According to a study published in the journal of clinical nutrition, the consumption of legumes is inversely associated with the incidence of type 2 diabetes mellitus.
In a prospective assessment of 3349 participants who had no type 2 DM at baseline and yearly follow-up, 266 new cases of type 2 DM occurred, with those who had the highest total legume and lentil consumption having the lowest risk and those with the lowest legume consumption having the highest risk. The study revealed that those with a higher intake of legumes were 35 percent less likely to develop type 2 diabetes than their counterparts who consumed a smaller amount of legumes. Of all the legumes studied, lentils had the strongest association with a low risk of type 2 diabetes.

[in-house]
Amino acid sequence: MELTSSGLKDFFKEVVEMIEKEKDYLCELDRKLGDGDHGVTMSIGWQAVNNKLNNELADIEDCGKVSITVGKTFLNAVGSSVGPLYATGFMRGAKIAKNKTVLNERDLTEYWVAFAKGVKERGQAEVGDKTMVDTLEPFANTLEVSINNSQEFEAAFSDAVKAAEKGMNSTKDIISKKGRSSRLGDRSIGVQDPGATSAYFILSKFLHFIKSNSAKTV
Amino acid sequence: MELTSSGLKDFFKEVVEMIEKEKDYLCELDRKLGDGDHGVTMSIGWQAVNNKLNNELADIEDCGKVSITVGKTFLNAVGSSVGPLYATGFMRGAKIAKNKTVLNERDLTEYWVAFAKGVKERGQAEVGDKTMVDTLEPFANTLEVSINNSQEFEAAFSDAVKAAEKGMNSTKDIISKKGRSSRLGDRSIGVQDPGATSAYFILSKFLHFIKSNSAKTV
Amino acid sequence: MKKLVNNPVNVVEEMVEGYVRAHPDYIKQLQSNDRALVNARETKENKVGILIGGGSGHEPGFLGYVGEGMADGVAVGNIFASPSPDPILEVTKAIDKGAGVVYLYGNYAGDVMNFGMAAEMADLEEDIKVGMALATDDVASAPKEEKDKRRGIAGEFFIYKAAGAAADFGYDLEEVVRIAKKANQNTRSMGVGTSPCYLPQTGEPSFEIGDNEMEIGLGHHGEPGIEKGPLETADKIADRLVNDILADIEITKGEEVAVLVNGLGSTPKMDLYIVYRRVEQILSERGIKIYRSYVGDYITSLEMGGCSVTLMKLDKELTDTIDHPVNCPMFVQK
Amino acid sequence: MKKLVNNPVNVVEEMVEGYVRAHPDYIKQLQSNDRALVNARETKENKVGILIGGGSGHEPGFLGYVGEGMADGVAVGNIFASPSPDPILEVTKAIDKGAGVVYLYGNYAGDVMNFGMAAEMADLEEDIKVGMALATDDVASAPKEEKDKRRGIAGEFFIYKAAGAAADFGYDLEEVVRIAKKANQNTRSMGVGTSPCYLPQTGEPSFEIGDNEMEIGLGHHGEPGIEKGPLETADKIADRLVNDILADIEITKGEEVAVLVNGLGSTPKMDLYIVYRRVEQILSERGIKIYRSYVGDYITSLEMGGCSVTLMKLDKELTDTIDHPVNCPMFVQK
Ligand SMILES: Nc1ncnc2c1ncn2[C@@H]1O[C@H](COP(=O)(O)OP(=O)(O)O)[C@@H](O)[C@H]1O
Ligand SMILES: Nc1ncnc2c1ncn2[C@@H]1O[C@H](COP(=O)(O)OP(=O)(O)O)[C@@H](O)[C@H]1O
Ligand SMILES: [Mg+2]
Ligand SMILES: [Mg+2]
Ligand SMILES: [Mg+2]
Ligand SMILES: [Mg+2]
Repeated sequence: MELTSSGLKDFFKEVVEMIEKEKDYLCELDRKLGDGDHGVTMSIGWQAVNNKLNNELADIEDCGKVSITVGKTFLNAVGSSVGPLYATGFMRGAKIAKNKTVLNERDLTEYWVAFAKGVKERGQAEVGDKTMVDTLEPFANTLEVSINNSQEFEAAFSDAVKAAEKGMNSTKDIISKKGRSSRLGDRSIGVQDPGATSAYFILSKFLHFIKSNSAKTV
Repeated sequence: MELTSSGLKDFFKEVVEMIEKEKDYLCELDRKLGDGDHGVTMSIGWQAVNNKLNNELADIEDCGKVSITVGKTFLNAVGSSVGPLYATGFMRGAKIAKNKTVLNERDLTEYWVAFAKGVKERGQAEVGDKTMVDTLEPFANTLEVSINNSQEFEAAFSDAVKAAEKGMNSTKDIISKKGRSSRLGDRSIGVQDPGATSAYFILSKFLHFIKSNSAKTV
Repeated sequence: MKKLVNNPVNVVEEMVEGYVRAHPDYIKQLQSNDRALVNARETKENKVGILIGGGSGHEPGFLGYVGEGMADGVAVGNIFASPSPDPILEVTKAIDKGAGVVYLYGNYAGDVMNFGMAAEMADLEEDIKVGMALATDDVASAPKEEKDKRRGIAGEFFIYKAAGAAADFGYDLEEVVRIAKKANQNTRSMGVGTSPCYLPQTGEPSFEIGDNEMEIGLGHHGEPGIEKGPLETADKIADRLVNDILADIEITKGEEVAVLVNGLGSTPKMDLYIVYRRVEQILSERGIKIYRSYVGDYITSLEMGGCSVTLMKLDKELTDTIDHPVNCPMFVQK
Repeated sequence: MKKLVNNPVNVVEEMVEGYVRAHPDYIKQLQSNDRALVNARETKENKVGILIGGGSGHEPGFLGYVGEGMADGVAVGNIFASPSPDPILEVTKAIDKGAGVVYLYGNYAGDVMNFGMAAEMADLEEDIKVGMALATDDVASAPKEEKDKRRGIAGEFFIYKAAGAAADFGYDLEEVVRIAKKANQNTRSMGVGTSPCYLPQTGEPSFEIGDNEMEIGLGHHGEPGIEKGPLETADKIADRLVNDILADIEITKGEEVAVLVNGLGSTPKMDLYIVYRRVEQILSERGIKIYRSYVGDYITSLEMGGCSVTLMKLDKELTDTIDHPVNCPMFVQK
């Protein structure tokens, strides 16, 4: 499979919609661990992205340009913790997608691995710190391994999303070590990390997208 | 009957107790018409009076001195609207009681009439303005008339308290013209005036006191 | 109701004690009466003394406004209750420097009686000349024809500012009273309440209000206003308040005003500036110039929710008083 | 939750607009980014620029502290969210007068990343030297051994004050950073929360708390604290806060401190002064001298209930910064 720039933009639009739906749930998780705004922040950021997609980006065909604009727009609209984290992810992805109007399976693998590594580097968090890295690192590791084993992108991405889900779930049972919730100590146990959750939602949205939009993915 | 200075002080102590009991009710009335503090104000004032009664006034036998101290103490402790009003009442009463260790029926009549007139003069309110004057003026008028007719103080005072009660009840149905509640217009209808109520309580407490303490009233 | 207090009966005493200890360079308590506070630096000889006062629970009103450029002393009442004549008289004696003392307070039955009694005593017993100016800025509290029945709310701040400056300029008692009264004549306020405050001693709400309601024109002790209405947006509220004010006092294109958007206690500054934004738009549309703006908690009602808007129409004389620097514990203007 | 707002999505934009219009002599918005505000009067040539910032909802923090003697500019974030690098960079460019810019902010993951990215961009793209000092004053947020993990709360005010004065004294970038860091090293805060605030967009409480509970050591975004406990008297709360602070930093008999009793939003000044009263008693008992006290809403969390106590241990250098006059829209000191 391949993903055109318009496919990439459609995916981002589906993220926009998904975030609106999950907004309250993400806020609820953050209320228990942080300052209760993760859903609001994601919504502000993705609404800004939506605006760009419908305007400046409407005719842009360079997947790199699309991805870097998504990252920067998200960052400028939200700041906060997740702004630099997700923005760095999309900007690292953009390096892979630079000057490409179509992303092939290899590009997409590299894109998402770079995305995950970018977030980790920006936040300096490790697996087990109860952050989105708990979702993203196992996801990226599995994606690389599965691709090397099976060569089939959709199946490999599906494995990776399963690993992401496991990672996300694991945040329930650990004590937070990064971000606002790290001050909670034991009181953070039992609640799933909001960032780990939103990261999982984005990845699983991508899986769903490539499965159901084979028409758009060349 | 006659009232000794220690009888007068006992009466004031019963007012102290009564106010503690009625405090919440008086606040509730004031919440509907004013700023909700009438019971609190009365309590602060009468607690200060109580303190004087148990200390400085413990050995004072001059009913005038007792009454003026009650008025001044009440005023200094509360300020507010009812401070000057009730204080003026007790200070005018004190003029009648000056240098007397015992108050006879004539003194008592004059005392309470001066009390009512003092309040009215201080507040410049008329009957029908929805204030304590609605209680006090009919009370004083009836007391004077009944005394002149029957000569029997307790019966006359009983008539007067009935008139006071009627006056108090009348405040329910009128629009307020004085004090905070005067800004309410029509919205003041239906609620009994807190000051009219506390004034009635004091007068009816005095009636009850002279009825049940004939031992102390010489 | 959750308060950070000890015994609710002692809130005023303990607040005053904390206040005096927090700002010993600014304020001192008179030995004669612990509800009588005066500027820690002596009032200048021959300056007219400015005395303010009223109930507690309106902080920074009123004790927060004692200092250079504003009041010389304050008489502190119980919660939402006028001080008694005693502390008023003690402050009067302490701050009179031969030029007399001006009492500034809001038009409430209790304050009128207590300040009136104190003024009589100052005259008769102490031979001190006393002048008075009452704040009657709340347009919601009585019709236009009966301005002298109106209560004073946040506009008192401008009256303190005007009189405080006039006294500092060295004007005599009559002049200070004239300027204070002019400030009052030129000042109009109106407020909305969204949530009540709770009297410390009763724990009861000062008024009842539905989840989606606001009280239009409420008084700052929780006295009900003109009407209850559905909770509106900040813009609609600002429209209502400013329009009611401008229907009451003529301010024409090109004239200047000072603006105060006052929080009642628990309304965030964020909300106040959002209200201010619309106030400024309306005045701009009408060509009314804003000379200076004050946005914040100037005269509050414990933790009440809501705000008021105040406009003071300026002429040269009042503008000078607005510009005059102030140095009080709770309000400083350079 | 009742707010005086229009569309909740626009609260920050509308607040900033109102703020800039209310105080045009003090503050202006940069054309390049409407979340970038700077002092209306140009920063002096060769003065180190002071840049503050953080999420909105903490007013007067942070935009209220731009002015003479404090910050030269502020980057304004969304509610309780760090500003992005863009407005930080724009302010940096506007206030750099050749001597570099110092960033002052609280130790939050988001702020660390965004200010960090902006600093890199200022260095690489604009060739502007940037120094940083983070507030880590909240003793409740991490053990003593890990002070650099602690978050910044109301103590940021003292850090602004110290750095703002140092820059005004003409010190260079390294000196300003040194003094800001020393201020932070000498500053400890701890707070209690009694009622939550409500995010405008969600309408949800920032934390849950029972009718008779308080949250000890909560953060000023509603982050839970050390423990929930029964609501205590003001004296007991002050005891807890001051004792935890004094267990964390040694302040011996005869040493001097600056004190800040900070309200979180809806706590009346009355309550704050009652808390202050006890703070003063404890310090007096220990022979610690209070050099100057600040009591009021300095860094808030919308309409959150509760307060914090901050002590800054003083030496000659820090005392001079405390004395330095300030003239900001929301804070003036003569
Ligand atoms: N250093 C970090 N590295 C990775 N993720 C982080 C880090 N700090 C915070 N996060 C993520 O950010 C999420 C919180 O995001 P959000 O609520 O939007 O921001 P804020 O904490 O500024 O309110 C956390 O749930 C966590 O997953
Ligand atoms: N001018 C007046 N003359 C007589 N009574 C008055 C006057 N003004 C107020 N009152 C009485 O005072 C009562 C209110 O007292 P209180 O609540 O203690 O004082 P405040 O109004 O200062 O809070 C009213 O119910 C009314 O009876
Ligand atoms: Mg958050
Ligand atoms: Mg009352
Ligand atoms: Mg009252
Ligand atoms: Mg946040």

Additionally, the researchers found that replacing half a serving per day of legumes with an equivalent portion of protein- and carbohydrate-rich foods including bread, eggs, rice, or potatoes also correlated with a reduced risk of diabetes.
The authors conclude that “A frequent consumption of legumes, particularly lentils, in the context of a Mediterranean diet, may provide benefits on type 2 diabetes prevention in older adults at high cardiovascular risk.”
Nerea Becerra-Tomás et al. Legume consumption is inversely associated with type 2 diabetes incidence in adults: a prospective assessment from the PREDIMED study. Clinical Nutrition, March 2017